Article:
Artists and Their Historical Fascination With Gambling

Caravaggio (Michelangelo Merisi) – The Cardsharps – Google Art Project” by Google Cultural Institute, Public Domain

It’s safe to say that creative forces such as artists are often drawn to emotive settings and scenarios. They deliver the kind of atmosphere, intrigue and eccentricity that can be encapsulated in a painting. There are few better settings that evoke such tension and drama than a casino. Several high-profile artists have put their names to fine art that depicts elements of casino gambling.

It’s not just artists who have enjoyed a historic fascination with casino gaming through the generations. Elsewhere in popular culture, it has been glamorized too. The Hollywood industry has often brilliantly encapsulated the excitement and drama that casinos bring, whether it’s the James Bond or the Ocean’s Eleven franchises. The casino culture has even been brought to life in our video game screens by the likes of Rockstar Games’ Grand Theft Auto series.

It’s this combined fascination with casino gaming that has ensured the 21st century gambling economy is alive and well. Although there is a demand for state-of-the-art, digitized casino action, there are many who still enjoy the “old-school” authenticity of classic forms of gambling. Casino enthusiasts are often fascinated by the logic of the roulette wheel layout, which dates back as far as the 17th century, thanks to the scientific mind of Frenchman Blaise Pascal.

Below, we celebrate the most iconic gambling-themed works by some of the greatest artists who have played their part in romanticizing the casino scene.

The Cardsharps by Caravaggio

16th century Italian painter Michelangelo Merisi da Caravaggio – Caravaggio for short – specialized in Baroque and Italian Baroque painting styles. His iconic ‘Cardsharps’ painting is an enchanting insight into what gambling once looked like in 16th century Italy. This painting has significant meaning for Caravaggio, given that it was his first original painting after graduating from the Cavaliere Giuseppe Cesari d’Arpino workshop.

The Card Players by Paul Cezanne

The hidden genius that is Paul Cezanne was the brains behind one of the best-known gambling-themed paintings of the modern era – ‘The Card Players’. Cezanne’s post-impressionist style laid the groundwork for the move between the 19th century-style of impressionism and the new-age 20th century form of cubism. His innovation saw the likes of Picasso and Matisse regard Cezanne as the “father” of all creatives. The Card Players was a series of five oil paintings inspired by the late-19th century gambling culture involving Provencal peasants. It’s been said that a version of this was sold to the Qatari Royal Family for a staggering $250 million in 2011.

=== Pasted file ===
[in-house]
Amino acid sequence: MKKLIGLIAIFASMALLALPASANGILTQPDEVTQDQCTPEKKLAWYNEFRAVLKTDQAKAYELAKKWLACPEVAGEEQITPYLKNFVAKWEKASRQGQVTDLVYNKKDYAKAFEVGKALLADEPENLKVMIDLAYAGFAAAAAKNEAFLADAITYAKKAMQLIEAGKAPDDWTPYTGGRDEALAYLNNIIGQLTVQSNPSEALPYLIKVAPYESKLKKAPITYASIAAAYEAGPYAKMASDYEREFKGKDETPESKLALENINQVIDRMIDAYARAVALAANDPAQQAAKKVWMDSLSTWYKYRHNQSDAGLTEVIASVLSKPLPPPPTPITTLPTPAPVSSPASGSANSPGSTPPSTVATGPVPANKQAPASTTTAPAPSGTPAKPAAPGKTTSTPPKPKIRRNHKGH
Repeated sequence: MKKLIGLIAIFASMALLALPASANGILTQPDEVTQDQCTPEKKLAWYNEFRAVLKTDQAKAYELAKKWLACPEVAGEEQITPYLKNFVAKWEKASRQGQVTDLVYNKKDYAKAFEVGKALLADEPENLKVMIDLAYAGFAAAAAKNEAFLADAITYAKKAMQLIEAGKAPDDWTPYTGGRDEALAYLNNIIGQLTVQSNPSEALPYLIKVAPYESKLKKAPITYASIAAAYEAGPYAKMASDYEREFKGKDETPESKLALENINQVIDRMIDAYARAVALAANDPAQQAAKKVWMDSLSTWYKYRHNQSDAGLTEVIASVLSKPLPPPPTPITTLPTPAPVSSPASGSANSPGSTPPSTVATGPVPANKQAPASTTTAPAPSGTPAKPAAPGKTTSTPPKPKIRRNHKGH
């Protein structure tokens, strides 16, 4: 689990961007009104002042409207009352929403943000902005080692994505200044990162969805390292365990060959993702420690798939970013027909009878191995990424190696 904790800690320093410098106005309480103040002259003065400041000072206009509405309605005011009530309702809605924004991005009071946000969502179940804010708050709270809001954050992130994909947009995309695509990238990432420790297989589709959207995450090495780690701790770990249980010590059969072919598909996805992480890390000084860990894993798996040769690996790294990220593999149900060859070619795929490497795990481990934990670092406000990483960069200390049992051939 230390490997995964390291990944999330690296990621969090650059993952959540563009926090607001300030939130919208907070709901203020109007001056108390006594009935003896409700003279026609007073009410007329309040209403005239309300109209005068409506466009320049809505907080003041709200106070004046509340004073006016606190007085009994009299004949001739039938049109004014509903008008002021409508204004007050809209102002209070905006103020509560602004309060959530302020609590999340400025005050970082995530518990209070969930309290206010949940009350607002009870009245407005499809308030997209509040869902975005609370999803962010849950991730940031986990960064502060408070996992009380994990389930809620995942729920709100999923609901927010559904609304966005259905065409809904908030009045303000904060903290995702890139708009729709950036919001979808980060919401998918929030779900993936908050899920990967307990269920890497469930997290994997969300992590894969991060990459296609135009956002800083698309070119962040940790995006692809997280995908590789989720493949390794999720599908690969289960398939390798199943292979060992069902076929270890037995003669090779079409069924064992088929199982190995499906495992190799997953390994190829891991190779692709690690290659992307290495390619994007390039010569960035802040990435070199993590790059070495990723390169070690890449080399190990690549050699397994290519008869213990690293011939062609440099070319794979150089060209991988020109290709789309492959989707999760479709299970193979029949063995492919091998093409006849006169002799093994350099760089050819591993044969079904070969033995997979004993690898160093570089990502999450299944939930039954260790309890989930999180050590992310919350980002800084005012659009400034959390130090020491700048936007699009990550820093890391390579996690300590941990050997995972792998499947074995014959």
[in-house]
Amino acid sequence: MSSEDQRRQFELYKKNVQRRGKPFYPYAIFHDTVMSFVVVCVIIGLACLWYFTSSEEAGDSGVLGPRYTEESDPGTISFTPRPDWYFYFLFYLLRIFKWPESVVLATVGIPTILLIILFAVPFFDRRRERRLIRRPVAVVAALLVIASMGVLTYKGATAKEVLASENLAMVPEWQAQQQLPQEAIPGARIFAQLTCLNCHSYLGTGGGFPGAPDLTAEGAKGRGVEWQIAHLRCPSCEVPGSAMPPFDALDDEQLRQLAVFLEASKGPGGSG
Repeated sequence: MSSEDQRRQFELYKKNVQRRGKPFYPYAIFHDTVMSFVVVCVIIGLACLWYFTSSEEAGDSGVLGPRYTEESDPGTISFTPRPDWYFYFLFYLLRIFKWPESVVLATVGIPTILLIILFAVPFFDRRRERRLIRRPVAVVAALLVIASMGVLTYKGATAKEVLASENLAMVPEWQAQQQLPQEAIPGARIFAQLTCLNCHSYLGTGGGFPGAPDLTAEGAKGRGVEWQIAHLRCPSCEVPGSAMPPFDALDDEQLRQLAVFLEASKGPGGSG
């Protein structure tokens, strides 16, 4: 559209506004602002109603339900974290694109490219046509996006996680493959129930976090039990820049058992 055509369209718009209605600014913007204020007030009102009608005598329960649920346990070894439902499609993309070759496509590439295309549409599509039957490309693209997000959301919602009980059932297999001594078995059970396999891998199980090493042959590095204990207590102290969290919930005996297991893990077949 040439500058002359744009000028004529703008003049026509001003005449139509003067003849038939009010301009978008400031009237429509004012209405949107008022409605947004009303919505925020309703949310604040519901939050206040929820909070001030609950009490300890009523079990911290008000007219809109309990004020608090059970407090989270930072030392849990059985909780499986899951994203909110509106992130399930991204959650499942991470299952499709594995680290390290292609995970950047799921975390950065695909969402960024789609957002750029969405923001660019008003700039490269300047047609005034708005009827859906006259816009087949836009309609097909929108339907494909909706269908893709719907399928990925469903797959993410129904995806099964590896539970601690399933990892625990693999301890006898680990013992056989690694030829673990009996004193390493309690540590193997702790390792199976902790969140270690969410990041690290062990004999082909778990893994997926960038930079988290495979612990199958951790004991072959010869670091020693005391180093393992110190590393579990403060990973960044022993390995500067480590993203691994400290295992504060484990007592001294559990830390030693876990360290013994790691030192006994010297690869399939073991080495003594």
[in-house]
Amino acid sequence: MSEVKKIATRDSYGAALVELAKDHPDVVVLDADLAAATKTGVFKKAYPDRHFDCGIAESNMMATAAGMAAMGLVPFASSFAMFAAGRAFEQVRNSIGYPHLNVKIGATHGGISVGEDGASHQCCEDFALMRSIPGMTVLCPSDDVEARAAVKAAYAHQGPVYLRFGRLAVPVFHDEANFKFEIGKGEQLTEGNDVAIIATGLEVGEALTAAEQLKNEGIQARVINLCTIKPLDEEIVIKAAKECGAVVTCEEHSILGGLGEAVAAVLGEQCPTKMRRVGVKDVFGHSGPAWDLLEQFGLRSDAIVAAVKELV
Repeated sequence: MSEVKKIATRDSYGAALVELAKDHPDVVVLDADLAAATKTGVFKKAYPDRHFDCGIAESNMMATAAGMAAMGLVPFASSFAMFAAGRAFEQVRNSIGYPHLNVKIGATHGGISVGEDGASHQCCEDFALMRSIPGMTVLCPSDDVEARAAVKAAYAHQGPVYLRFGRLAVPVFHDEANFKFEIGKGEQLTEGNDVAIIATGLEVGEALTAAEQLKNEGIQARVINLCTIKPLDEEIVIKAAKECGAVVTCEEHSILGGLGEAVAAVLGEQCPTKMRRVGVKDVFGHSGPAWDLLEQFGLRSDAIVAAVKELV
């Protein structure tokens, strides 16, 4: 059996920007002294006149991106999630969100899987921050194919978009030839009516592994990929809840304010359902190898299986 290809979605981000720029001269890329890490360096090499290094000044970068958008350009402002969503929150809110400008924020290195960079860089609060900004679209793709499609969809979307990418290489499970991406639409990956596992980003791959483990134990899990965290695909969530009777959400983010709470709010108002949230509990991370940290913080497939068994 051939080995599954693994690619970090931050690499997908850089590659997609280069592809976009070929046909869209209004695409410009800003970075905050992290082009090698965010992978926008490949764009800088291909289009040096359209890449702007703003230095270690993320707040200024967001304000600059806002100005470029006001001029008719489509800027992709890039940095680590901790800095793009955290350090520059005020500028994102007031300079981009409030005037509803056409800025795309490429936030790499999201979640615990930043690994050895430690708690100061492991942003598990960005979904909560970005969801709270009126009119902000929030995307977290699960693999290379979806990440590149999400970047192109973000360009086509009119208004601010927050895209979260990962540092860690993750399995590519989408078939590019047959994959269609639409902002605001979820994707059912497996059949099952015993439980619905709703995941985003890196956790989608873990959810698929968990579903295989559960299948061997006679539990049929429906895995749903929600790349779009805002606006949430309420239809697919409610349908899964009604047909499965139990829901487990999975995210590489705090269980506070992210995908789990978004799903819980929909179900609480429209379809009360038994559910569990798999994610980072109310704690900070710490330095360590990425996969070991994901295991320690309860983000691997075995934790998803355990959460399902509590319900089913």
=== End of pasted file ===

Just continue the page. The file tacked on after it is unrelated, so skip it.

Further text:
Man in a String Chair by Lucien Freud

Lucien Freud is best known for his stunning portrait of the Queen Mother (Elizabeth I) at the turn of the Millennium. Freud was also known for enjoying a flutter know and then, with some of the UK’s most prominent bookmakers even posing for self portraits through the years. ‘Man In a String Chair’ was based on Victor Chandler and has been valued in the past at more than $5 million.

At the Roulette Table by Edvard Munch

Edvard Munch – At the Roulette Table in Monte Carlo – Google Art Project” by Google Art Project, Public Domain

The Modernist era was led by the likes of Edvard Munch, who spearheaded the Symbolist movement in the late 19th century. ‘At the Roulette Table’ is Munch’s homage to the glitz and glamor of the Monte Carlo casino floor. Having regularly frequented Monaco’s casino scene in 1891 and 1892, Munch conveys the helter-skelter atmosphere around the table.

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